Meanwhile Bentley had been accumulating honours and distinctions. Through the interest of Stillingfleet, now Bishop of Worcester, he became Chaplain in ordinary to the King; the Rectory of Hartlebury, in Worcestershire, was given him till his pupil, James Stillingfleet, should be in full orders; he was elected Fellow of the Royal Society; and took at Cambridge the degree of D.D. In the year 1700, the ecclesiastical commission appointed by King William III. to recommend fit persons to ecclesiastical appointments, unanimously determined to assign to Bentley the Mastership of Trinity College, Cambridge. This appointment appears so congenial to all that former
VOL. XII. NO, X,
years had disclosed of Bentley's character, that it might have been hoped that the opportunities which it afforded for study would have determined the fate and the fame of the illustrious possessor. But Trinity College happened, at that time, to be manifestly declining; and the Master's irregular zeal to render worthy of his high reputation the society over whom he was called to preside, alloyed, apparently, by some motives of baser material, unfortunately converted this promising scene of peace and studious wisdom into a theatre of exterminative war.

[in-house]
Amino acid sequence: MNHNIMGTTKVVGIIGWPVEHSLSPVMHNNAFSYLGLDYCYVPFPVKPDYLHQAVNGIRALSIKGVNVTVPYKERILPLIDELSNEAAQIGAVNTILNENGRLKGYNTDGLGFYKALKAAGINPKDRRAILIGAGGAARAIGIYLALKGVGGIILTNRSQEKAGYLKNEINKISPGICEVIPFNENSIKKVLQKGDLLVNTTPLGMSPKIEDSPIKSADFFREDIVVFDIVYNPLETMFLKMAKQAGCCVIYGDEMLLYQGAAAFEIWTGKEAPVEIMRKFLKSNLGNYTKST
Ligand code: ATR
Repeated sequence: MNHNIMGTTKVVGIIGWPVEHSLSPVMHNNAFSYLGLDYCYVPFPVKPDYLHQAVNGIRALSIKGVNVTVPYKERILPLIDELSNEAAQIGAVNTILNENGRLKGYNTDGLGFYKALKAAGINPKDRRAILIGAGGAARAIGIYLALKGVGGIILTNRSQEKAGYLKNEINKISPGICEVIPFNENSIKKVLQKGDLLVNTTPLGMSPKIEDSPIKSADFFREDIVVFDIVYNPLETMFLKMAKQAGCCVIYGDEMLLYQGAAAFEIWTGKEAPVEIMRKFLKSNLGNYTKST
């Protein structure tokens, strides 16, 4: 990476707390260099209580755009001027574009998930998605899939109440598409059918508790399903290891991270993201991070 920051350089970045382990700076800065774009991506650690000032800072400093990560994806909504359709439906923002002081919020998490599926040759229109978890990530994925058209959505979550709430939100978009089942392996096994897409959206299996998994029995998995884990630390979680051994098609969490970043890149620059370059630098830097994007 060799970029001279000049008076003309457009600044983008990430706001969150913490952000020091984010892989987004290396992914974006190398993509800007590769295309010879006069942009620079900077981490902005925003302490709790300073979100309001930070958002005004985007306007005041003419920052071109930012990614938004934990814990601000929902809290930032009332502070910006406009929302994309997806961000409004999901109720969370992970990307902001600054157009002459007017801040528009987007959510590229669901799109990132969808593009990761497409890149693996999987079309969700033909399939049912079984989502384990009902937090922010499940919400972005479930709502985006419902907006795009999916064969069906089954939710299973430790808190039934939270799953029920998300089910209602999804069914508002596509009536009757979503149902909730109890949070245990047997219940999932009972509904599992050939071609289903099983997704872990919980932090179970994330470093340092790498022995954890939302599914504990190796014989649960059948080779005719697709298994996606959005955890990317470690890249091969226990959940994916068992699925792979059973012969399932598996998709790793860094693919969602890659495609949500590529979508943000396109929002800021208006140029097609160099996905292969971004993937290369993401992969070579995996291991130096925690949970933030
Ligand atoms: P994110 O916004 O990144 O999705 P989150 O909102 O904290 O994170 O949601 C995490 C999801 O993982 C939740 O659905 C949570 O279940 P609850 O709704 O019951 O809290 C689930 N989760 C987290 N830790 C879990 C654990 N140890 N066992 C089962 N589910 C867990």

From this period to the latest years of Bentley's protracted life, his time was wholly divided between his critical pursuits, and a struggle to subvert the liberties of his college. The latter object he pursued and achieved with a perseverance, sagacity, and ability, not unworthy a Cromwell or a Napoleon. We shall not attempt even a sketch of his policy in this respect; the subject is far from grateful, and we shall readily resign it for the consideration of those literary and theological undertakings which immortalize his name, and the commemoration of which is best suited to the designation of these pages. Bentley's public "principles" were, in point of "liberality," a century in advance ; commencing whig, he afterward dedicated to the Earl of Oxford, and again in the reign of George I. got up a whig address to that monarch on the suppression of the rebellion. This conduct maintained, of course, his interest at court; it was otherwise, however, with the university, where the first scholar of his day was deprived of all his degrees ; but the patronage he had secured was ample for effecting his restoration. To his ejection from his Mastership he paid no manner of attention. It is curious that he was enabled to retain the emoluments and privileges of this office solely by a lapsus calami in the college statutes, which, had it occurred in a classical author, would have been subjected to his critical castigation. The letter of the Fortieth Statute of Trinity College is as follows : “ Porro si dictus Magister coram dicto VISITATORE examinatus, et vel de Hæreseos, vel læsæ Majestatis crimine, &c. vel denique de alio quovis consimili crimine notabili coram prædicto VISITATORE legitimè convictus fuerit, sine morâ per eundem VICEMAGISTRUM officio Magistri priveter." It is obvious that for Vicemagistrum we should here read visitatorem ; yet this clerical error afforded Bentley the means of escaping the Visitor's sentence, by tampering with the Vice-master for the time being, and electing, on the earliest opportunity, a creature of his own to sustain that office.